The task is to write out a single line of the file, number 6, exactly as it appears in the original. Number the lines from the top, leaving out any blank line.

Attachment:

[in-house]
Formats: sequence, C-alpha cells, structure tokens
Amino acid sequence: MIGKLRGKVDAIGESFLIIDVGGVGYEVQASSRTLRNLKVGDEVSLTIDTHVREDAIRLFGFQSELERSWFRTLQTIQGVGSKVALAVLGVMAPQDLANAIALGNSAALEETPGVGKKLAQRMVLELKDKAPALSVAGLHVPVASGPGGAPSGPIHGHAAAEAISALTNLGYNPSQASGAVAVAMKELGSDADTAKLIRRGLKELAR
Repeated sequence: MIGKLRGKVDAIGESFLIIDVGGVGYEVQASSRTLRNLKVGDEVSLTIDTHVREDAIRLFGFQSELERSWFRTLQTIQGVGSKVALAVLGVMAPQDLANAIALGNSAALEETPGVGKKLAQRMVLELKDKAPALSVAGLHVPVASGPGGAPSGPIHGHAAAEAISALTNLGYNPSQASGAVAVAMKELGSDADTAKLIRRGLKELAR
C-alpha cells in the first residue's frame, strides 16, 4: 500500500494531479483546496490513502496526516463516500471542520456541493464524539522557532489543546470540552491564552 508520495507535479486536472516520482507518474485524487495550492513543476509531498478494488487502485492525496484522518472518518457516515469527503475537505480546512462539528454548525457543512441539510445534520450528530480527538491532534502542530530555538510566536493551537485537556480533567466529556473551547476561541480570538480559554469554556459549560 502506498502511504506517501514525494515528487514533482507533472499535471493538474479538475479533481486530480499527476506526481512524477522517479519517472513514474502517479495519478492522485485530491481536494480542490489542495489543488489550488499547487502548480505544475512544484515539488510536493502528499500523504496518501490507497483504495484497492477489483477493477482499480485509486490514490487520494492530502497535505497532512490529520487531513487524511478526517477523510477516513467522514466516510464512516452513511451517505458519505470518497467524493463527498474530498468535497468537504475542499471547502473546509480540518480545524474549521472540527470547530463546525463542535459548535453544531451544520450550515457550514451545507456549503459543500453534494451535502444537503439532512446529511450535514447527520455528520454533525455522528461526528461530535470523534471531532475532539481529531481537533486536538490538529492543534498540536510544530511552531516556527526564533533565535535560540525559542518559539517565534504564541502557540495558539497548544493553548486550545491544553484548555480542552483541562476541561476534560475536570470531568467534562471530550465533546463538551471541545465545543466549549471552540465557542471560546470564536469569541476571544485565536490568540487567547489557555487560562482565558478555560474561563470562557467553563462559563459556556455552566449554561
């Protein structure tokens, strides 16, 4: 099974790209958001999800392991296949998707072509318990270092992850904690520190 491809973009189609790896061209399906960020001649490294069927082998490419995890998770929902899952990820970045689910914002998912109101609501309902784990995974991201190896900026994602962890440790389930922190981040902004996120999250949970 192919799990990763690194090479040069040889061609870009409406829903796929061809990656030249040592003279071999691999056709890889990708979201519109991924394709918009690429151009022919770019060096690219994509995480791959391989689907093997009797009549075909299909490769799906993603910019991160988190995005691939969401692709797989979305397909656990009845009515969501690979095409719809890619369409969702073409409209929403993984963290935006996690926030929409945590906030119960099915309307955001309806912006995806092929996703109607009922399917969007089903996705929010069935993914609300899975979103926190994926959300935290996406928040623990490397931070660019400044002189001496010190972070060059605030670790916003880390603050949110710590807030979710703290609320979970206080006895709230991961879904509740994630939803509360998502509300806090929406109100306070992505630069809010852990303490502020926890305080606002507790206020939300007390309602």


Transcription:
């Protein structure tokens, strides 16, 4: 099974790209958001999800392991296949998707072509318990270092992850904690520190 491809973009189609790896061209399906960020001649490294069927082998490419995890998770929902899952990820970045689910914002998912109101609501309902784990995974991201190896900026994602962890440790389930922190981040902004996120999250949970 192919799990990763690194090479040069040889061609870009409406829903796929061809990656030249040592003279071999691999056709890889990708979201519109991924394709918009690429151009022919770019060096690219994509995480791959391989689907093997009797009549075909299909490769799906993603910019991160988190995005691939969401692709797989979305397909656990009845009515969501690979095409719809890619369409969702073409409209929403993984963290935006996690926030929409945590906030119960099915309307955001309806912006995806092929996703109607009922399917969007089903996705929010069935993914609300899975979103926190994926959300935290996406928040623990490397931070660019400044002189001496010190972070060059605030670790916003880390603050949110710590807030979710703290609320979970206080006895709230991961879904509740994630939803509360998502509300806090929406109100306070992505630069809010852990303490502020926890305080606002507790206020939300007390309602």